The “invention” of tea as a drink has always been a mystery, even who the inventor might have been is still discussed to this day. However, most people believe that the Yan emperor, also known as Shennong, is the creator of tea. The Classic of Tea written by Lu Yu also states that the first person that discovered tea was Shennong. In the Shennong Bencao Jing, a book about medicines and agriculture in China, is says that Shennong tasted hundreds of herbs and was poisoned seventy-two poisons in one day, but was healed by drinking tea. After that, the popularity of tea grew and was soon exported to other countries around East Asia as well as to European countries via the Silk Road.

From China, tea made its way to Japan around the 8th century. Japan was already importing all sorts of cultural practices and technology from China, and tea was among one of the novelties that eventually made its way to the Japanese islands. By consuming this Chinese novelty, one could elevate themselves within the eyes of others, as tea was inherently connected with the Chinese center of the world. Buddhist monks, however, did not use tea so much for social reasons but rather to help them stay awake while meditating, so it is not surprising that the first cultivation of tea in Japan came via the actions of a Buddhist monk. Around 805 AD a Japanese monk named Eichu brought some tea seeds back from China and planted them for his own personal use. Eventually, however, Eichu introduced the tea to Emperor Saga (r. 810-823) and the emperor was so thoroughly impressed by the drink that he ordered tea to be planted by the masses. Thus, tea became a popular drink in 9th century Japan.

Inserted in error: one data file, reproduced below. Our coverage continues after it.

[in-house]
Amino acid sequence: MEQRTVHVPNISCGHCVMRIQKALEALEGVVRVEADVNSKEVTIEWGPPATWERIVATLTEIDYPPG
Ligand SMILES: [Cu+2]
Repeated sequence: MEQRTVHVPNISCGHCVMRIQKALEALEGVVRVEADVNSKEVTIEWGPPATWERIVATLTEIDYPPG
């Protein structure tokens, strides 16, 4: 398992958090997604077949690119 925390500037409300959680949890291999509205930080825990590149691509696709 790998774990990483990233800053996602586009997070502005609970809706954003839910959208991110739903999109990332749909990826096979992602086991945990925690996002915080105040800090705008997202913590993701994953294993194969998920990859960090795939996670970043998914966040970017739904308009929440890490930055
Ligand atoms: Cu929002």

As time went on, drinking tea in the last millennium became much more significant than just the simple act of drinking. Japan had morphed the act of drinking tea into a particular tea ceremony, also called chanoyu. It began from the act of preparing tea and drinking it in its simplest form. Chanoyu evolved over time from humble beginnings, soon after introducing matcha, which is powdered tea, and the concept of chazen ichimi “tea and Zen having the same flavor”.